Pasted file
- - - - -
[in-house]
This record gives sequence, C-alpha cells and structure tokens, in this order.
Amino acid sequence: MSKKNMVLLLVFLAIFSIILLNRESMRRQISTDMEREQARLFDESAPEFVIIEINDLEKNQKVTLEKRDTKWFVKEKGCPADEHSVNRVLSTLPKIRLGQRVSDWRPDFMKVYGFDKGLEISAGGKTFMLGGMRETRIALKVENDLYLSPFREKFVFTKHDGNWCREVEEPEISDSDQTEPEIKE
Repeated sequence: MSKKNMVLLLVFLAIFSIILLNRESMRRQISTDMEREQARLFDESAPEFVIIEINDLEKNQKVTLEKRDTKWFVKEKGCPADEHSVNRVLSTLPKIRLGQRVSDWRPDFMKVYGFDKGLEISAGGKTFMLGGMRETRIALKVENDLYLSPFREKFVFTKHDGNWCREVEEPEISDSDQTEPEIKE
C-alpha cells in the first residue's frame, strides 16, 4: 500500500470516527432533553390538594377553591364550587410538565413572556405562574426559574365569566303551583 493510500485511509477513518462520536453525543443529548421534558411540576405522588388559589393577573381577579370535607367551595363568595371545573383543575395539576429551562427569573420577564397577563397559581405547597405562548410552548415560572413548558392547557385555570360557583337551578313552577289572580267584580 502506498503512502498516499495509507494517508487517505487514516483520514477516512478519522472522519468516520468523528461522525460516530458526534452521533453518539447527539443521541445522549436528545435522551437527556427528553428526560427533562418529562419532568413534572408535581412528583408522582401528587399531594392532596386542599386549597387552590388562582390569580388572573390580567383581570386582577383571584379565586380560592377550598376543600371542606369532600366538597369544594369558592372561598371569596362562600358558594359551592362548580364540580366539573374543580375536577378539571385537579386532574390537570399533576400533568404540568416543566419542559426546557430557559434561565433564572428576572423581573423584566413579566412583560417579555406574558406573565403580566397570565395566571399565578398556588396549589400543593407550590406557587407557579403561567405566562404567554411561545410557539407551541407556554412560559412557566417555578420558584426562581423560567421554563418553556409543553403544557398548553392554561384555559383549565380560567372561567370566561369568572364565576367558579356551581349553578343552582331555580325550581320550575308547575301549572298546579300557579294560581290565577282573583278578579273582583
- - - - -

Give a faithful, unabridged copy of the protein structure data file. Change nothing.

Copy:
[in-house]
This record gives sequence, C-alpha cells and structure tokens, in this order.
Amino acid sequence: MSKKNMVLLLVFLAIFSIILLNRESMRRQISTDMEREQARLFDESAPEFVIIEINDLEKNQKVTLEKRDTKWFVKEKGCPADEHSVNRVLSTLPKIRLGQRVSDWRPDFMKVYGFDKGLEISAGGKTFMLGGMRETRIALKVENDLYLSPFREKFVFTKHDGNWCREVEEPEISDSDQTEPEIKE
Repeated sequence: MSKKNMVLLLVFLAIFSIILLNRESMRRQISTDMEREQARLFDESAPEFVIIEINDLEKNQKVTLEKRDTKWFVKEKGCPADEHSVNRVLSTLPKIRLGQRVSDWRPDFMKVYGFDKGLEISAGGKTFMLGGMRETRIALKVENDLYLSPFREKFVFTKHDGNWCREVEEPEISDSDQTEPEIKE
C-alpha cells in the first residue's frame, strides 16, 4: 500500500470516527432533553390538594377553591364550587410538565413572556405562574426559574365569566303551583 493510500485511509477513518462520536453525543443529548421534558411540576405522588388559589393577573381577579370535607367551595363568595371545573383543575395539576429551562427569573420577564397577563397559581405547597405562548410552548415560572413548558392547557385555570360557583337551578313552577289572580267584580 502506498503512502498516499495509507494517508487517505487514516483520514477516512478519522472522519468516520468523528461522525460516530458526534452521533453518539447527539443521541445522549436528545435522551437527556427528553428526560427533562418529562419532568413534572408535581412528583408522582401528587399531594392532596386542599386549597387552590388562582390569580388572573390580567383581570386582577383571584379565586380560592377550598376543600371542606369532600366538597369544594369558592372561598371569596362562600358558594359551592362548580364540580366539573374543580375536577378539571385537579386532574390537570399533576400533568404540568416543566419542559426546557430557559434561565433564572428576572423581573423584566413579566412583560417579555406574558406573565403580566397570565395566571399565578398556588396549589400543593407550590406557587407557579403561567405566562404567554411561545410557539407551541407556554412560559412557566417555578420558584426562581423560567421554563418553556409543553403544557398548553392554561384555559383549565380560567372561567370566561369568572364565576367558579356551581349553578343552582331555580325550581320550575308547575301549572298546579300557579294560581290565577282573583278578579273582583